A fresh approach that avoids the usual genre trappings, Keanu Reeves revenge flick 'John Wick' is as good as it gets.
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'Good Kill' is an intelligent meditation on the horrors of war viewed from a cold distance. Ethan Hawke is brilliant.
A solid debut as director from Russell Crowe, 'The Water Diviner' a deeply personal account of war's aftermath.
An excellent Jeremy Renner and a galaxy of co-stars grant murky CIA conspiracy thriller 'Kill the Messenger' the kind of soap box it demands. Riveting, even if it runs out of steam just before the finish...
More M&S than S&M, 'Fifty Shades of Grey' leaves the viewer (and those inner goddesses) cold but was that this adaptation's plan all along?
Sean Connery's bravest performance and director Sidney Lumet's rawest film, 'The Offence' is a cinematic vice that grips you from start to finish.
A brilliant zombie horror rooted in the real world, Wes Craven's 'The Serpent and the Rainbow' is an underrated and blackly funny pleasure.
Take it for what it is - one of the very finest (and most easy-going) blaxploitation pictures with a pre 'Jackie Brown' Pam Grier at her best. 'Coffy' is a classic cinematic pick-me-up.
Drenched in macabre atmosphere and sexual longing, Mario Bava's 'Blood and Black Lace' is a definitive giallo.
'Indian Summers' is an enjoyably exotic romp populated by interesting characters worthy of your time.
You will not see a more beautifully put together film all year. Kar Wai Wong's 'The Grandmaster' is astonishingly immersive entertainment.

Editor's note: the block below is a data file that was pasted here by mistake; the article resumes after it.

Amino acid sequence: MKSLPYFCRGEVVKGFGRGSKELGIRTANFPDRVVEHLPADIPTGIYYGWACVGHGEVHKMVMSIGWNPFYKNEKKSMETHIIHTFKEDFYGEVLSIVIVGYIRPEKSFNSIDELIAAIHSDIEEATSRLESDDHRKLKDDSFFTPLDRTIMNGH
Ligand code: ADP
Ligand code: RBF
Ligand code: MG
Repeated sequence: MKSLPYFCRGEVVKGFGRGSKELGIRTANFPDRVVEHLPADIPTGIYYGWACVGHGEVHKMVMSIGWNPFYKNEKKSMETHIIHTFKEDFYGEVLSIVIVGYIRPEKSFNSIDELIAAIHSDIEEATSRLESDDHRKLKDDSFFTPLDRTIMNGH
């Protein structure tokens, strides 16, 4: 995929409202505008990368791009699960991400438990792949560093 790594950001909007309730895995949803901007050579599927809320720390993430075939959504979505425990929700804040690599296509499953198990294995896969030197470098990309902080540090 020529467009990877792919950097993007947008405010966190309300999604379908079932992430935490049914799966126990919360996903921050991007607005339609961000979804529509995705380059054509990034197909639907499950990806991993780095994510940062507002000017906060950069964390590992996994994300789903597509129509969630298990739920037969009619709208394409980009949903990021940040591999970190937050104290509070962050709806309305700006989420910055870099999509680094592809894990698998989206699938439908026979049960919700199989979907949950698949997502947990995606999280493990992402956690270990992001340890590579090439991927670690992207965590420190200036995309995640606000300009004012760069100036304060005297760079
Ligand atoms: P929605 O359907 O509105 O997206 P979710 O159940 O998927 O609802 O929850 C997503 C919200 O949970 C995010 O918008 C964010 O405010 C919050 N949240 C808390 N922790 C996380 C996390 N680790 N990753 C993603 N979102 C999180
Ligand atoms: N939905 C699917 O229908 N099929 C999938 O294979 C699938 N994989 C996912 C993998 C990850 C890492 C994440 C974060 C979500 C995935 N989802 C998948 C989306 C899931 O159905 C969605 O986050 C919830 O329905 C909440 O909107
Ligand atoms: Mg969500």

The best high school film ever made and a high water mark of 1980s American cinema, 'The Breakfast Club' is still elite today.
One of the wittiest shows on TV, 'Veep' is America's brilliant Atlantic crossing of 'The Thick of It'.
Everyone is at the top of their game in 'Sweet Smell of Success', perhaps the last truly great noir picture.
It's impossible to find fault in 'Network' - quite possibly the definitive portrait of modern America, television and the sicknesses that surround them.
An epic adventure that shakes up what a film can really be, Christopher Nolan's 'Interstellar' shines very brightly indeed.
A masterwork of sound and fury, Raymond Bernard's searing war picture 'Wooden Crosses' is as hard as they come.
An admirable powder keg crime thriller bolstered by a great Tom Hardy and a nuanced final performance from James Gandolfini.
'Paddington' is a wonderful film. Paul King has done a great job of honouring the label around the titular character's neck that reads: 'Please look after this bear. Thank you.'
A blistering and passionate tribute from one of modern blues' top players, Joe Bonamassa's 'Muddy Wolf at Red Rocks' is rock solid.
A quiet masterwork by actor turned writer/director Tommy Lee Jones, 'The Homesman' finds a place on the frontier among the greats.
A solid, well judged, surprisingly dark and engaging western, 'Man of the West' portrays a genre in graceful transition.
The definitive release of the Powell and Pressburger opera classic, Studio Canal's version of 'The Tales of Hoffmann' is essential.
Mike Judge's most timely creation, the hipster tech comedy 'Silicon Valley' is fertile ground for laughs.
A brilliant, sprawling epic about numerous sides of a conflict, Fenf Xiaogang's 'Back to 1942' is truly resonant.
A quiet masterpiece with flavours of Ozu and Mizoguchi, Fei Mu's 'Spring in a Small Town' is an inviting, embracing experience.
A few films have attempted to fill the "this generation's 'Taxi Driver'" gap, but Dan Gilroy's debut 'Nightcrawler' could come the closest. Jake Gyllenhaal is mesmerising.
It should've lasted much longer, but the three seasons that 'Deadwood' gave the world are represent flawless western television.
Drew DeNicola and Olivia Mori's 'Big Star: Nothing Can Hurt Me' is aheartfelt documentary that deserves to be seen about a band that's crying out to be heard.
Unjustly overlooked, Elia Kazan's 1960's searing and audacious drama 'Wild River' demands attention.
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